For the second Six Nations in a row, Scotland’s championship got off to the perfect start. Gregor Townsend’s men dramatically beat their bitter rivals England 20-17 at Edinburgh’s Murrayfield Stadium for a rare retention of the Calcutta Cup and to keep a firm grip on all the bragging rights over their old foes that comes with that.
Yet, just as it unfolded for the Scots 12 months prior, all of Townsend’s player’s hard work to overcome the fierce challenge of Eddie Jones’ side was undone in Round 2 — coming up short against Wales and once again becoming unfavourable in the rugby union betting markets.
The narrow 25-24 defeat at home last season would have been softened somewhat as Wayne Pivac’s side went on to shock victory in the Six Nations, but there were no excuses this year. This was an out-of-sorts Welsh side, one with an injury list as long as your arm and very little confidence.
Scotland should have brushed them aside in Cardiff, just like Ireland did in week one, and headed into the halfway stage with two wins from two. Instead, Wales won 20-17 at the Millennium Stadium in what turned out to be their only victory of the entire championship — defeat to Italy on the final weekend proving how weak this Welsh team really was this year.
With an evitable defeat to France back in Edinburgh, Scotland’s Six Nations was all but over. Their fast start had fizzled out for the second successive year and any slight glimmer of hope of winning their first title since 1999, when the tournament still only had five participants, was once again dashed.
A 33-22 victory over Italy in a thrilling game at the Stadio Olimpico in Rome, where Scotland scored an impressive five tries against gli Azzurri, left people with plenty of what ifs.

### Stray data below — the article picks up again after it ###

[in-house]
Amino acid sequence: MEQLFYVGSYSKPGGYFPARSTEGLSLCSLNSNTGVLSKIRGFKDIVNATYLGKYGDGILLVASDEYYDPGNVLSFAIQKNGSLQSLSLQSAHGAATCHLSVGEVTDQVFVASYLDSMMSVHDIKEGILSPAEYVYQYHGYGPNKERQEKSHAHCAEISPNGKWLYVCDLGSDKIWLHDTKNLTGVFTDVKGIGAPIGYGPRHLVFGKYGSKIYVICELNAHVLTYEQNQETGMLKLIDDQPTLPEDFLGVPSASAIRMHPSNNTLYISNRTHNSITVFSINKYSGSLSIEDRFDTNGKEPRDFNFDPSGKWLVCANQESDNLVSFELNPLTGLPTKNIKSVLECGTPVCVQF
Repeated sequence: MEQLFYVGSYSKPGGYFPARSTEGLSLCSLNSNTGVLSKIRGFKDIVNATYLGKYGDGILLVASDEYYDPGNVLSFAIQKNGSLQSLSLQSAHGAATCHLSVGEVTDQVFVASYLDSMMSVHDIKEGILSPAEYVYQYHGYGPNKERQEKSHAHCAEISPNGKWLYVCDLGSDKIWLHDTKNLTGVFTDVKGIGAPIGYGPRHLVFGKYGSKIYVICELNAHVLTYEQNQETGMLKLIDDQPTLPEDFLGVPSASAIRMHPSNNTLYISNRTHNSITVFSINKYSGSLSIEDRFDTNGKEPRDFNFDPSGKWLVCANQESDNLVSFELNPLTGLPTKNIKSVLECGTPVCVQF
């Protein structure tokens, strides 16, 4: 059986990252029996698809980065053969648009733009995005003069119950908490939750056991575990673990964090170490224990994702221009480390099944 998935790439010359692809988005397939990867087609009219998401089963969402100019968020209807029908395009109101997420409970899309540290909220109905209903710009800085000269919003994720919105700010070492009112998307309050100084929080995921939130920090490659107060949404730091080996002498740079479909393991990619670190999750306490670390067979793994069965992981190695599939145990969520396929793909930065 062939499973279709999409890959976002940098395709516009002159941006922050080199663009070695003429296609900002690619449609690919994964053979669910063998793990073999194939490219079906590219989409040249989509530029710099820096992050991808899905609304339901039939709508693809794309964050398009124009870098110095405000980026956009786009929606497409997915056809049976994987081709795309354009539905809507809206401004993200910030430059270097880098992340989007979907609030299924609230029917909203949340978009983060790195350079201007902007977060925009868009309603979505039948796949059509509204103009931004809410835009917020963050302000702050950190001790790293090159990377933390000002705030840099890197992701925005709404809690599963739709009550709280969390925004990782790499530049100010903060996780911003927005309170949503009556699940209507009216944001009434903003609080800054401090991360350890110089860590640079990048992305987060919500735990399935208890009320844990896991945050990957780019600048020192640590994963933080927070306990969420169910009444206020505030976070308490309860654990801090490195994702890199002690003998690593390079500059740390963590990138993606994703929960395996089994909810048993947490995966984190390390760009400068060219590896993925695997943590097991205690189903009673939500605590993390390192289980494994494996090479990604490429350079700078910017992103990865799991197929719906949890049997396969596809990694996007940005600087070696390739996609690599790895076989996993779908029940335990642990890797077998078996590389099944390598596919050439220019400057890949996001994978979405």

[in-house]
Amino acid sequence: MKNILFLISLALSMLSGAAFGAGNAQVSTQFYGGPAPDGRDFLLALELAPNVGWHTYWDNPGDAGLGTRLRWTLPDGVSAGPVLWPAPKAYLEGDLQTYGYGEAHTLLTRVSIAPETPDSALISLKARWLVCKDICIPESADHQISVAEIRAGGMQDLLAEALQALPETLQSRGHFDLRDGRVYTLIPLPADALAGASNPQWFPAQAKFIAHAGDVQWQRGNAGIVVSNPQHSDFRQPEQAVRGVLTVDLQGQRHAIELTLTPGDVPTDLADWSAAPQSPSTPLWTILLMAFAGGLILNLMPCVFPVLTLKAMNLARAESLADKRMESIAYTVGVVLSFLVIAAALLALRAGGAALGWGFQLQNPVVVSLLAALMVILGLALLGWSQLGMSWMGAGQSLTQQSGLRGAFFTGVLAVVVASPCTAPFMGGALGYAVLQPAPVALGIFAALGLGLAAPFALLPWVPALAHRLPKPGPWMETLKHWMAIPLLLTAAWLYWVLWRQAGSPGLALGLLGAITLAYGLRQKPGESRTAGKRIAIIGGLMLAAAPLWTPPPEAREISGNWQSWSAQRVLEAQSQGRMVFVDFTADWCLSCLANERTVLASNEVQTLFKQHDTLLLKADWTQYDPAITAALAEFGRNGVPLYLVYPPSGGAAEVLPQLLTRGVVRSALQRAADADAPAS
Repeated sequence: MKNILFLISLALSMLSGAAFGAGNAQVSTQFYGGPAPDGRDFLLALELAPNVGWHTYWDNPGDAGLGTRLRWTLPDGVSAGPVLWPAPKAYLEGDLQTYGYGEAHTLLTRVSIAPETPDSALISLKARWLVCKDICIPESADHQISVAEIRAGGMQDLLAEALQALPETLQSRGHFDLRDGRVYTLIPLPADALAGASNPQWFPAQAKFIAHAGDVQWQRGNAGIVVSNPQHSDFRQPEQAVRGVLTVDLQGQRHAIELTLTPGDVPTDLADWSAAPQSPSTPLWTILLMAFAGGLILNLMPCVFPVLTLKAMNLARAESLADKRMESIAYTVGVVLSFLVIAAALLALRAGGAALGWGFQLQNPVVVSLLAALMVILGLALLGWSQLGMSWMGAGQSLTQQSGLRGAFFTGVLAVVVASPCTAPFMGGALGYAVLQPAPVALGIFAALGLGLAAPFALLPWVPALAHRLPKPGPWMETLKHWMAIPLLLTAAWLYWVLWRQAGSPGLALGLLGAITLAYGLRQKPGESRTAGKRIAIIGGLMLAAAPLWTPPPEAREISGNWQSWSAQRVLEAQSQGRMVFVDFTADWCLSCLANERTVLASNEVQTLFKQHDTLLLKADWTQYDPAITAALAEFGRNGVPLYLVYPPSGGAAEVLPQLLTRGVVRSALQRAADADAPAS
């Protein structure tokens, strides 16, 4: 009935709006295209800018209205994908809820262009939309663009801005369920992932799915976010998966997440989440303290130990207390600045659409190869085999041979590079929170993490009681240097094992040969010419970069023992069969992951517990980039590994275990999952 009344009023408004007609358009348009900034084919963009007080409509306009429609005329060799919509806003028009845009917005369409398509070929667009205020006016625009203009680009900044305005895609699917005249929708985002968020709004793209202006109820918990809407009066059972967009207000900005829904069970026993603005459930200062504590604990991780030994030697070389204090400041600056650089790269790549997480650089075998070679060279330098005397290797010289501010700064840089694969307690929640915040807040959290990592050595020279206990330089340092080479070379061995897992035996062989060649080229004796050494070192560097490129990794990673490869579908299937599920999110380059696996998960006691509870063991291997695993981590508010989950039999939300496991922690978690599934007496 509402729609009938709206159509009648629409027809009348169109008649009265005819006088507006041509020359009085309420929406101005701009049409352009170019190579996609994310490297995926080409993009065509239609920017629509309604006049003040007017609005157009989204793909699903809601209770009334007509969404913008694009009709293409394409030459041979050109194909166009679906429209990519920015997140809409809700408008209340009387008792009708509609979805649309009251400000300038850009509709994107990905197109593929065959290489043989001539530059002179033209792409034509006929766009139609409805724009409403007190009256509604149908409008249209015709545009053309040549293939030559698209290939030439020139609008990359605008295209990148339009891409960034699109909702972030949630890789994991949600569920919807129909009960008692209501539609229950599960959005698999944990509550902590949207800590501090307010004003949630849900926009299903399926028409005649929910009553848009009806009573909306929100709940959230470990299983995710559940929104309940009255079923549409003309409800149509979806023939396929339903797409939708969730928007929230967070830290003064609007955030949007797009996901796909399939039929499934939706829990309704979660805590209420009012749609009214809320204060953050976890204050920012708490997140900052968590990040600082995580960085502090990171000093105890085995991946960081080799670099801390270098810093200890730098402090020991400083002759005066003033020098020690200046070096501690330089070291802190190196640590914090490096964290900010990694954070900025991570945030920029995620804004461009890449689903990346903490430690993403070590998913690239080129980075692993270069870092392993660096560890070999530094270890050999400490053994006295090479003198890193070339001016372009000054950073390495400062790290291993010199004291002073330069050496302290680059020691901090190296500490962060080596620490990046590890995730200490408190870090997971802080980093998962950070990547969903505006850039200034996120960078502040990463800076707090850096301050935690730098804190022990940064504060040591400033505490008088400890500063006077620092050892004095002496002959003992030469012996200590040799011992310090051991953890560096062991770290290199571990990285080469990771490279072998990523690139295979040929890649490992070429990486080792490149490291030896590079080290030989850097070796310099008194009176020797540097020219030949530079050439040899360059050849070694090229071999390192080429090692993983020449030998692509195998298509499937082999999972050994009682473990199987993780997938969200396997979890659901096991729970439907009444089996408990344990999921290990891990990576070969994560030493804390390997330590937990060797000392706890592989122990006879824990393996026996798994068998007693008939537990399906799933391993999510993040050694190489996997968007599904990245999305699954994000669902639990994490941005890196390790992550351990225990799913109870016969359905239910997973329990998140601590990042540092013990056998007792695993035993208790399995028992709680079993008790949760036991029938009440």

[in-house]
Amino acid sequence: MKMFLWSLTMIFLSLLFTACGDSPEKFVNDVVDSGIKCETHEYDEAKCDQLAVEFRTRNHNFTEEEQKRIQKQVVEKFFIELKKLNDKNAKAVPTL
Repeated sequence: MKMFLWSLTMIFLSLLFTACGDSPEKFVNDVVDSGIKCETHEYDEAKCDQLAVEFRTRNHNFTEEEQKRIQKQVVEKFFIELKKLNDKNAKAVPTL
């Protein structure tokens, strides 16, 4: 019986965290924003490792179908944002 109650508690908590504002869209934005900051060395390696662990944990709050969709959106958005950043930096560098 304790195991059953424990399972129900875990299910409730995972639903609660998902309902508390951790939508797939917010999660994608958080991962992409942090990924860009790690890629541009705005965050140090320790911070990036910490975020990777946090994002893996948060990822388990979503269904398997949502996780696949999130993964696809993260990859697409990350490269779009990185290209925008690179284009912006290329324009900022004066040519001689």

What if Scotland had beaten Wales as expected earlier in the tournament? They would’ve been heading to Dublin to take on Ireland with just one defeat, a crack at the Triple Crown and with their championship chances still alive — albeit even more slender as their opposition’s hopes with England needing to beat France and Scotland needing a win over Ireland.
Townsend’s men proved no match for Andy Farrell’s side anyway, with Ireland breezing to a 26-5 victory over Scotland and securing their first Triple Crown since their 2018 Six Nations triumph. England did the Boys in Green no favours either, losing to France 25-13 in Paris.
With two victories and three defeats, Scotland had to settle for fourth — behind England in third only based on points difference, not that that is much of a consolation. When they beat Jones’ side on the opening weekend, spirits were high, but in the end, it turned out to be one of the Scots’ worst Six Nations in years.
They managed three victories in each of the last two renewals of the tournament, but this time out, they only managed two wins. Not only that, their tries conceded (15) is up by 10 from the 2020 edition (five) and five from last year’s championship (10).
The win over England perhaps only briefly glossed over the fact that this is a side in serious decline and the manner in which their fire burned out over the course of the Six Nations could be a sign of things to come over the next couple of years. Townsend certainly has a lot to think about after yet another poor showing!